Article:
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Do you want a retirement community with continuing care or do you want an adult community style. Big difference.
It sounds like you need to do a lot more investigating of styles.
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Old Sep 1st, 2016, 12:12 PM
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I live in Florida and my questions are

what age is "senior?"

define "retirement community" in terms of what it offers such as simply a bunch of people above a certain age or continuing care services on site

"safest from floods" can mean anything from "the highest ground possible" to somewhere NOT in Florida. You can be MILES away from the ocean or some lake and still be in a place which is prone to flooding from say, heavy rains

"best health care" are you talking about the availability of physicians willing to see Medicare patients or are you talking about being able to go to some "name" health care organization like Cleveland Clinic?

single story homes are everywhere down here as I am sure you know.

MY questions, with your self-described limited income: are you aware of how property taxes work down here? are you aware of the level of some condo maintenance fees? sales tax rates? utility costs? auto insurance rates?
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Old Sep 1st, 2016, 12:49 PM
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All good points, and I wonder, too, have you ever been in Florida? I assume you have if you want to retire there, so what did you like and dislike about where you were?
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Old Sep 1st, 2016, 12:53 PM
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More of the questions you need to consider:

What's your home-buying budget? As a general rule, homes inland will be cheaper than those nearer the coast.

What's your thinking about weather? Some people, for instance, move to the panhandle and then are disappointed to learn it gets chilly there in winter. Generally, as expected, the farther south you go, the warmer it is.

Flooding: Nothing's guaranteed, but once you get interested in a certain area, you'd need to do some research on 1. the historic incidence of flooding and 2, whether flood insurance is required. If no flood insurance is required, then generally the hazard of flooding is low.

Do you want city living? Beach? Golf?

In summary, I don't think you'll get a lot of help here until you focus more on some questions and describe your needs and wants more.
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Old Sep 1st, 2016, 01:16 PM
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I should have added in terms of home ownership: hazard insurance as well as wind insurance rates; wind mitigation features of any building you might wish to purchase.

And yes, as was pointed out, "the weather." "Cooler" up in the panhandle? try FREEZING on occasion.
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Old Sep 1st, 2016, 02:18 PM
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ugh, you really need to think about this. If you are serious look at New Smyrna Beach area. Spend a winter here first and see what you think. I have lived here since 87 and if I could convince my husband I would be moving to New York or Vermont. I think the summer just wears me out because it is so hot and unless you are in a pool or by the beach it is miserable for me. Hurricanes are not a big deal. The gulf gets it a lot worse than the east coast. I do think the cape protects us. I have only been hit by the ones that came into the gulf and across Fl. We have flood insurance but built our house up high. Viera, Fl has the nicest 55 plus developments but not cheap. Viera hospital is fair. On the plus side I do love December, January and Feb but never turned on heat last year. Very mild.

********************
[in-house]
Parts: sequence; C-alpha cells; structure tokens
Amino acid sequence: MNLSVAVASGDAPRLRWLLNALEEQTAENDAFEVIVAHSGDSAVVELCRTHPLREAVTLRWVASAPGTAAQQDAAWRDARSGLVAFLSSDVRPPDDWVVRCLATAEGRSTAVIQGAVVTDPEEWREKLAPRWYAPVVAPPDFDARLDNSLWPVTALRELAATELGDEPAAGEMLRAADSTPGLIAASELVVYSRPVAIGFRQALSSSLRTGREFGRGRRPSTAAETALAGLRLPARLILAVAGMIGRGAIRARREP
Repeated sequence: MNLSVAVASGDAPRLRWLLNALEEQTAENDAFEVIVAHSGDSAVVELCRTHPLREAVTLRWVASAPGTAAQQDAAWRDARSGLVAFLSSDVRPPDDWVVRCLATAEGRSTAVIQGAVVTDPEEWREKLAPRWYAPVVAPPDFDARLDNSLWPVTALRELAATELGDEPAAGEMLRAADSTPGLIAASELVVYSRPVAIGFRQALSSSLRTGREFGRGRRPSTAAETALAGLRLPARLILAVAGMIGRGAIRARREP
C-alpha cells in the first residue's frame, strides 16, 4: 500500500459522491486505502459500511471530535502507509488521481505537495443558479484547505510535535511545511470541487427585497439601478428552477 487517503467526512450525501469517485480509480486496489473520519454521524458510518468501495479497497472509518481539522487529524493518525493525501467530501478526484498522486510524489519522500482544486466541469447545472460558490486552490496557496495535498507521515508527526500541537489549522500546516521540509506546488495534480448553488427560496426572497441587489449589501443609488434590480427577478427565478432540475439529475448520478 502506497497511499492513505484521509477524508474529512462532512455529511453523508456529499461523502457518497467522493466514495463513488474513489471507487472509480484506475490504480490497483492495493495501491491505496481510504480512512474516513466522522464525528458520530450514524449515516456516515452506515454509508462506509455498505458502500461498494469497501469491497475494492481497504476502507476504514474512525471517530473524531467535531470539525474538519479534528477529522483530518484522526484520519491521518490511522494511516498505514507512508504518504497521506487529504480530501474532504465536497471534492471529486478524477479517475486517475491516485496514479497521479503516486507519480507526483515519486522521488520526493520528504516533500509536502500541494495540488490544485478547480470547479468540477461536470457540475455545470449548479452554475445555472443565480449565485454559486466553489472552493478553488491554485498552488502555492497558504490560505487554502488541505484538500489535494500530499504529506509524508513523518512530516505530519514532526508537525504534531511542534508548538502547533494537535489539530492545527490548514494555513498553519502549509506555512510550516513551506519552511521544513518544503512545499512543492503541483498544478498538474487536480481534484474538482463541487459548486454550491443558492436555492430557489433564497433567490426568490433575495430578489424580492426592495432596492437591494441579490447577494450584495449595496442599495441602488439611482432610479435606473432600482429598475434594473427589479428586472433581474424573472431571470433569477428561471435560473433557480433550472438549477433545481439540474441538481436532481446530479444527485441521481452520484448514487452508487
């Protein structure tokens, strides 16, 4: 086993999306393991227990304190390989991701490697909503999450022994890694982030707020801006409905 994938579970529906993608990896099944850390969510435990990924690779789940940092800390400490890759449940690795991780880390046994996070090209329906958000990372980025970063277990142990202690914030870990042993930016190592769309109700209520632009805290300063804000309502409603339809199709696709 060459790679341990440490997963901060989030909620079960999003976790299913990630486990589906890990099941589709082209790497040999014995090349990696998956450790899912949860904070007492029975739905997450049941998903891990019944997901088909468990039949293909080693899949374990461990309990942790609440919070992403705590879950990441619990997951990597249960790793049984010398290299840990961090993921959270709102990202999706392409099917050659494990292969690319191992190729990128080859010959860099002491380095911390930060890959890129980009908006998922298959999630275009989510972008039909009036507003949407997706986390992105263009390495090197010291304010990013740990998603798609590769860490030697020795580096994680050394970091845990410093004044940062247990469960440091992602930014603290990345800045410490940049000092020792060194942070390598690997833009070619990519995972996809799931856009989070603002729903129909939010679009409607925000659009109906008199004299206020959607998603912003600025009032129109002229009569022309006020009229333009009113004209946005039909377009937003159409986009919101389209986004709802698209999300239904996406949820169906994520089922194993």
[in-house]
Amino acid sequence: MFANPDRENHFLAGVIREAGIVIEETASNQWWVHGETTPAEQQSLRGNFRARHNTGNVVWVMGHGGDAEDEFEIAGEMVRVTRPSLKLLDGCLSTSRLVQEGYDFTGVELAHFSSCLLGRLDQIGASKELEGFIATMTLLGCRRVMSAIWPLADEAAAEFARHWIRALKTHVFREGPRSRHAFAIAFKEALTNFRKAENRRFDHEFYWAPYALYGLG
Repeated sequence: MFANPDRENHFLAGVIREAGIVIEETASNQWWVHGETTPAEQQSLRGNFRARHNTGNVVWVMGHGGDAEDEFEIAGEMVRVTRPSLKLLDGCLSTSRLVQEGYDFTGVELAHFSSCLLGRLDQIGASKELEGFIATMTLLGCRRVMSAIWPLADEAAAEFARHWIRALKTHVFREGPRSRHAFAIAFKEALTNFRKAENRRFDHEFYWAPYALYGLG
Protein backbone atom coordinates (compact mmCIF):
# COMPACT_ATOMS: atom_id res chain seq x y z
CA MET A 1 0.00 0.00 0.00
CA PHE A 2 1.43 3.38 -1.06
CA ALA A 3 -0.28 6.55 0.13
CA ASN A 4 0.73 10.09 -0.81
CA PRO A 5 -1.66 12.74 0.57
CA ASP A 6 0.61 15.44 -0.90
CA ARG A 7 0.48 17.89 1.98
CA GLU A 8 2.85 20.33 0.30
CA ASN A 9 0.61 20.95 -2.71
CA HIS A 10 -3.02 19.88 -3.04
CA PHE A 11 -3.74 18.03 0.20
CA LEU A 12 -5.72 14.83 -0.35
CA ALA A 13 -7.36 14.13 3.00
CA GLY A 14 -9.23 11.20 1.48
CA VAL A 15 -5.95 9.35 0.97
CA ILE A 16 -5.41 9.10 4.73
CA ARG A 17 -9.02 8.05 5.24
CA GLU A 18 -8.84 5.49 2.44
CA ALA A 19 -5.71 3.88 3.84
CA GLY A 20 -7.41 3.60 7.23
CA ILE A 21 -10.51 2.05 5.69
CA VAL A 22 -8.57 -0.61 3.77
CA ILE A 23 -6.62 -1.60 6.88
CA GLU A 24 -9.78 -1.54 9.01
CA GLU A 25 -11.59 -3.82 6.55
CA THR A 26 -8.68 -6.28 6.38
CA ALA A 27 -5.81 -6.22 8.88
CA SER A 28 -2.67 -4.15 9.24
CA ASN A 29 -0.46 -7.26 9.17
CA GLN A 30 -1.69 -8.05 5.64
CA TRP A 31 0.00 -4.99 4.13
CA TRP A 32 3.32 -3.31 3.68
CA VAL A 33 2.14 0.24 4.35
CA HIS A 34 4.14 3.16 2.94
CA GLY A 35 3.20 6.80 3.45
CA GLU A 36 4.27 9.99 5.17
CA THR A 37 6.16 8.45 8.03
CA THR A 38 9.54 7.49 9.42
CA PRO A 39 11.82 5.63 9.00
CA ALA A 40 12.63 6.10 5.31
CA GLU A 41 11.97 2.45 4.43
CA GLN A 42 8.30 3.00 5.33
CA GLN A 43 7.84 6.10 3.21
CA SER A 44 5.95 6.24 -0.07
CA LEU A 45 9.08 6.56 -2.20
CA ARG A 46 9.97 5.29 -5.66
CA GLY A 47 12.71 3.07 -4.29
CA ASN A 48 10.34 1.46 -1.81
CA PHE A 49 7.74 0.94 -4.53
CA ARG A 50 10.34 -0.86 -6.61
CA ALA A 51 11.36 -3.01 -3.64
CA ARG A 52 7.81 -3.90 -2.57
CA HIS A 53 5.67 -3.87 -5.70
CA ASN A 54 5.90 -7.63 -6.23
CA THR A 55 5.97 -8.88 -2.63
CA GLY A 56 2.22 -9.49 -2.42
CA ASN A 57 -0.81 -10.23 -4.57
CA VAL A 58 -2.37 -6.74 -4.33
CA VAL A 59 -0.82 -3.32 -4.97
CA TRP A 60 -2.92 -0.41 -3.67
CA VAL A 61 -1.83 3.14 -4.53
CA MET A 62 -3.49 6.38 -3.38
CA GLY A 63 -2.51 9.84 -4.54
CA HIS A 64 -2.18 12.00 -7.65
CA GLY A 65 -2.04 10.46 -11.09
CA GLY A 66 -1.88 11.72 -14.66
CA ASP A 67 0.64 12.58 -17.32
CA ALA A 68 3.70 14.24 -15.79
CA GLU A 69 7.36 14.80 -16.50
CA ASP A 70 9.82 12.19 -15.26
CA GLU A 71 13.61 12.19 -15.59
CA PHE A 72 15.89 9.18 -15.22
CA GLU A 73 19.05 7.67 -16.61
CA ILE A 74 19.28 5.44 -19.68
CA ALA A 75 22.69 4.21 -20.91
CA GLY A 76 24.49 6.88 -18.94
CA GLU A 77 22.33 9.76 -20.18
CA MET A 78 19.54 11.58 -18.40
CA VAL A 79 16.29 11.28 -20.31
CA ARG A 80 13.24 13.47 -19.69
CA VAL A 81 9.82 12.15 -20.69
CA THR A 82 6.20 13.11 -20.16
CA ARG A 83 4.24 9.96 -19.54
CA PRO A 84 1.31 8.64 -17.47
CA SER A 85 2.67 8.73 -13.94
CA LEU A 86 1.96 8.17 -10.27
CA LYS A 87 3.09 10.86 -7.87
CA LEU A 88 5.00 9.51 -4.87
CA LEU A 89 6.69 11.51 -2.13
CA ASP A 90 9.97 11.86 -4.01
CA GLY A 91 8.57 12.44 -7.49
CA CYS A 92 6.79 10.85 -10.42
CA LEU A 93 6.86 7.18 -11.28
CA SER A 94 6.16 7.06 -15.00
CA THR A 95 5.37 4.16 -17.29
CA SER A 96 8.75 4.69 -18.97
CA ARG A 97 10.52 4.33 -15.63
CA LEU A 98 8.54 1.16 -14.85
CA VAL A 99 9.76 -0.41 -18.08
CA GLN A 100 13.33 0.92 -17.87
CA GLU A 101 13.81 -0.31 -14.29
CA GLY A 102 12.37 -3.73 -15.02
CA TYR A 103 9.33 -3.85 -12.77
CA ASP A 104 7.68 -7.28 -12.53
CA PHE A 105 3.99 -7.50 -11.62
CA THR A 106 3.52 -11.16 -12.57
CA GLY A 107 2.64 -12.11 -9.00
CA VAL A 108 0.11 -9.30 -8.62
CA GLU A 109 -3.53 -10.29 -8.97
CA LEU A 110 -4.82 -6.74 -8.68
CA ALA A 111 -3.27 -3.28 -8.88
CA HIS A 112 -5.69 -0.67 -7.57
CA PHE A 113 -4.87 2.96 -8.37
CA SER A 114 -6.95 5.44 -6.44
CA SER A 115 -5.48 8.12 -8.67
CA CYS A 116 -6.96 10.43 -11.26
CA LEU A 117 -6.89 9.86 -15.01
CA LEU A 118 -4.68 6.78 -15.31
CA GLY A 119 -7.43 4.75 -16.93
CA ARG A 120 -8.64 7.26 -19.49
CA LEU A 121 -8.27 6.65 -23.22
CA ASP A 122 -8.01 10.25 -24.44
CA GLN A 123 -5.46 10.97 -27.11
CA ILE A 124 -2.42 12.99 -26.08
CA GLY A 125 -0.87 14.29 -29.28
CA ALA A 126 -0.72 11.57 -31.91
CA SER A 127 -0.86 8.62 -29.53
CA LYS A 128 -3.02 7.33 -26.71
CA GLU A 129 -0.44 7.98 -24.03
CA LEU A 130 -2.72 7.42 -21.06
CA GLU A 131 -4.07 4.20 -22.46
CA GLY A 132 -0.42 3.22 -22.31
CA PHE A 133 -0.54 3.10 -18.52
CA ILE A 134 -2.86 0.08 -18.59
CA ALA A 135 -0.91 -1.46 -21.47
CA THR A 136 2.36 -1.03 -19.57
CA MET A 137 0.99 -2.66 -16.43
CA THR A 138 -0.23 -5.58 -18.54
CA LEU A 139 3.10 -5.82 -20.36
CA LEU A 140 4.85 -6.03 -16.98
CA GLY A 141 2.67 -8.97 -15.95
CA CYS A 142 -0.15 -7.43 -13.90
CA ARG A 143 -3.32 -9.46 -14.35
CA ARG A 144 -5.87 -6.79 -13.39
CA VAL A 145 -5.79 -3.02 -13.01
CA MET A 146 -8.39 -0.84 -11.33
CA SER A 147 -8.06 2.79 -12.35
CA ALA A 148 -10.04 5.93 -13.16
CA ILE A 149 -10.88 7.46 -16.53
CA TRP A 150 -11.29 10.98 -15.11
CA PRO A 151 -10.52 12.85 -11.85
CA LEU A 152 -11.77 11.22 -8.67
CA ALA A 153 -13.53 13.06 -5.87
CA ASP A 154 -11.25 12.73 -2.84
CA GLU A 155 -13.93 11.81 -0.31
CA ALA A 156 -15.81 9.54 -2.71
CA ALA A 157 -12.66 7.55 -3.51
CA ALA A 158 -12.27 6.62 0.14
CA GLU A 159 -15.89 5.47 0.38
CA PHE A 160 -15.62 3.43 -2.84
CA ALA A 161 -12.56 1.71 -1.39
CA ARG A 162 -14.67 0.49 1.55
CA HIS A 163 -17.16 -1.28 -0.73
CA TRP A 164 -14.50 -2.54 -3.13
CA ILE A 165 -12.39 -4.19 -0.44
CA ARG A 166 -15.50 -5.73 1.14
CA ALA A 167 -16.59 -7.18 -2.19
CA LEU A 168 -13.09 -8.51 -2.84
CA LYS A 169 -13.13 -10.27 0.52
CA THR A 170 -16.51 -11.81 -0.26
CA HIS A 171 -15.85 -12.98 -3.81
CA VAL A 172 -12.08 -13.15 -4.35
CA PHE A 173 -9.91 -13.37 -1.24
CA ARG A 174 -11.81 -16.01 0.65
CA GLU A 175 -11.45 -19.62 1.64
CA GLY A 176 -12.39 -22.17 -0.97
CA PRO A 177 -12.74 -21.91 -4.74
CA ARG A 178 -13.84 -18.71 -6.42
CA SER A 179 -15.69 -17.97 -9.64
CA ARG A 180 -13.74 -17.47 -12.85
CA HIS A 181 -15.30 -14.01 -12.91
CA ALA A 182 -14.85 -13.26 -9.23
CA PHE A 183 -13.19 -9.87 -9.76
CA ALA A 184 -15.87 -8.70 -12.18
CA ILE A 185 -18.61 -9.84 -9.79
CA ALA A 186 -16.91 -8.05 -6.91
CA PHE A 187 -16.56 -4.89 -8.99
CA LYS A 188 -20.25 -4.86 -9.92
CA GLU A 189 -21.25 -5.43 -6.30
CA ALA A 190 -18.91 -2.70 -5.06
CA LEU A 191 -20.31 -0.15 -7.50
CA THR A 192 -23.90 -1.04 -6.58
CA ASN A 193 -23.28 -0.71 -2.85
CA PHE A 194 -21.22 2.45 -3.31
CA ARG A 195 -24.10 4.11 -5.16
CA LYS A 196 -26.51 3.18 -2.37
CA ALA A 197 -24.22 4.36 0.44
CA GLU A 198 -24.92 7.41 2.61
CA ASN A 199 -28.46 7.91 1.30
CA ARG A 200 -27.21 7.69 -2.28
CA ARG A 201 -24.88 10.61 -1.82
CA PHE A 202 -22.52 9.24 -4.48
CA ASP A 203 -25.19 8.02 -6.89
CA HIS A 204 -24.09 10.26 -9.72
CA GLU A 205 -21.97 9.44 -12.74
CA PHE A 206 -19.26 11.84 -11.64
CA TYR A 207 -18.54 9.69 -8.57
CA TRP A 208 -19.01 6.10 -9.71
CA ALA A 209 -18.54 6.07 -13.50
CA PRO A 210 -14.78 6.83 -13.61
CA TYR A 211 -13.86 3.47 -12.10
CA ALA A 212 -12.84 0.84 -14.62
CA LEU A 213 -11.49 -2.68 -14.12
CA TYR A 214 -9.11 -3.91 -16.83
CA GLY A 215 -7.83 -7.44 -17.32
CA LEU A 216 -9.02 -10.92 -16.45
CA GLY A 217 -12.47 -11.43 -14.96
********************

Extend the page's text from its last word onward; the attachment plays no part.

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Old Sep 1st, 2016, 03:07 PM
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I have never, ever turned on the heat; never had to. Being on the beach often means a cooling breeze but I can tell you from experience: 90 degrees and humid in Florida is pretty much like 90 degrees and humid elsewhere.

Hurricanes ARE a big deal WHEN they are headed toward your front door.
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Old Sep 1st, 2016, 04:45 PM
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Have you already spent full summers in FL? My moms B and SIL bought a beautiful house there not far from Gainesville after staying there for a couple of winters but after 2 full summers in FL they could';t take the heat/humidity any longer and moved back north where they could have 3 seasons.
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Old Sep 1st, 2016, 05:51 PM
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Ekscrunchy, I'd be interested in more information on the condos in Palm Beach County which you researched. We'll also be retired in a couple of years and plan to leave insanely-high-COL San Francisco. We'll be on a quite comfortable fixed income (which will be a lot more "comfortable" in Flirida than it would be in SF). We'd like to keep the price of a new home under $500K. If you prefer, you can email me at the same screen name at gmail.
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Old Sep 1st, 2016, 07:23 PM